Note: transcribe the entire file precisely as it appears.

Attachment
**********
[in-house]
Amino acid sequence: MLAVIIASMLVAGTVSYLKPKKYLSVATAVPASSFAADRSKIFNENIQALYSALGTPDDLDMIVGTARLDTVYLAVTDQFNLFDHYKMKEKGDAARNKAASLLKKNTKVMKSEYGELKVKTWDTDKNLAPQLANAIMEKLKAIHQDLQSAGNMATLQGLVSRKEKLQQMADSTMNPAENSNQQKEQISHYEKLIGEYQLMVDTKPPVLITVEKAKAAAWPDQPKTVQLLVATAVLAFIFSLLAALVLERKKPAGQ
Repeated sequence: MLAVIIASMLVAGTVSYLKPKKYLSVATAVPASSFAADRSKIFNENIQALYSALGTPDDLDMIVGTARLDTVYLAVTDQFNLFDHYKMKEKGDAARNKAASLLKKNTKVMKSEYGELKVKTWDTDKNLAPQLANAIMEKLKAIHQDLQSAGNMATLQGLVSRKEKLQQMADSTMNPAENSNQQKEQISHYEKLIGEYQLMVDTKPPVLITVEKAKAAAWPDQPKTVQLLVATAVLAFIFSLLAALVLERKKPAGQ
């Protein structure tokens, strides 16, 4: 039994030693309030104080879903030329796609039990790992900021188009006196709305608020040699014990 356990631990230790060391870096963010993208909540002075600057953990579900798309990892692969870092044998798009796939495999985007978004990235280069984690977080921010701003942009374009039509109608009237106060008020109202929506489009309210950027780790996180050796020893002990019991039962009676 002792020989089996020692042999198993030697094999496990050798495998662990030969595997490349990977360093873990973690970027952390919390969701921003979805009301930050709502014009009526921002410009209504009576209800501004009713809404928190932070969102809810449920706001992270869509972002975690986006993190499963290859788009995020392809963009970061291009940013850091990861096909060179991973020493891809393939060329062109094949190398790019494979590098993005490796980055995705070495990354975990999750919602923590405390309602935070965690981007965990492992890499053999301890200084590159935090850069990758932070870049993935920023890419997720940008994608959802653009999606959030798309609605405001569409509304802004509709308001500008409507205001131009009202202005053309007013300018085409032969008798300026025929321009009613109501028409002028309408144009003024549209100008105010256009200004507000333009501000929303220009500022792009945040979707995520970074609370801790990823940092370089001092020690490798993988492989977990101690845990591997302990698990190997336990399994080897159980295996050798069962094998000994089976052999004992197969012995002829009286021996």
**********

[in-house]
Amino acid sequence: MLAVIIASMLVAGTVSYLKPKKYLSVATAVPASSFAADRSKIFNENIQALYSALGTPDDLDMIVGTARLDTVYLAVTDQFNLFDHYKMKEKGDAARNKAASLLKKNTKVMKSEYGELKVKTWDTDKNLAPQLANAIMEKLKAIHQDLQSAGNMATLQGLVSRKEKLQQMADSTMNPAENSNQQKEQISHYEKLIGEYQLMVDTKPPVLITVEKAKAAAWPDQPKTVQLLVATAVLAFIFSLLAALVLERKKPAGQ
Repeated sequence: MLAVIIASMLVAGTVSYLKPKKYLSVATAVPASSFAADRSKIFNENIQALYSALGTPDDLDMIVGTARLDTVYLAVTDQFNLFDHYKMKEKGDAARNKAASLLKKNTKVMKSEYGELKVKTWDTDKNLAPQLANAIMEKLKAIHQDLQSAGNMATLQGLVSRKEKLQQMADSTMNPAENSNQQKEQISHYEKLIGEYQLMVDTKPPVLITVEKAKAAAWPDQPKTVQLLVATAVLAFIFSLLAALVLERKKPAGQ
């Protein structure tokens, strides 16, 4: 039994030693309030104080879903030329796609039990790992900021188009006196709305608020040699014990 356990631990230790060391870096963010993208909540002075600057953990579900798309990892692969870092044998798009796939495999985007978004990235280069984690977080921010701003942009374009039509109608009237106060008020109202929506489009309210950027780790996180050796020893002990019991039962009676 002792020989089996020692042999198993030697094999496990050798495998662990030969595997490349990977360093873990973690970027952390919390969701921003979805009301930050709502014009009526921002410009209504009576209800501004009713809404928190932070969102809810449920706001992270869509972002975690986006993190499963290859788009995020392809963009970061291009940013850091990861096909060179991973020493891809393939060329062109094949190398790019494979590098993005490796980055995705070495990354975990999750919602923590405390309602935070965690981007965990492992890499053999301890200084590159935090850069990758932070870049993935920023890419997720940008994608959802653009999606959030798309609605405001569409509304802004509709308001500008409507205001131009009202202005053309007013300018085409032969008798300026025929321009009613109501028409002028309408144009003024549209100008105010256009200004507000333009501000929303220009500022792009945040979707995520970074609370801790990823940092370089001092020690490798993988492989977990101690845990591997302990698990190997336990399994080897159980295996050798069962094998000994089976052999004992197969012995002829009286021996």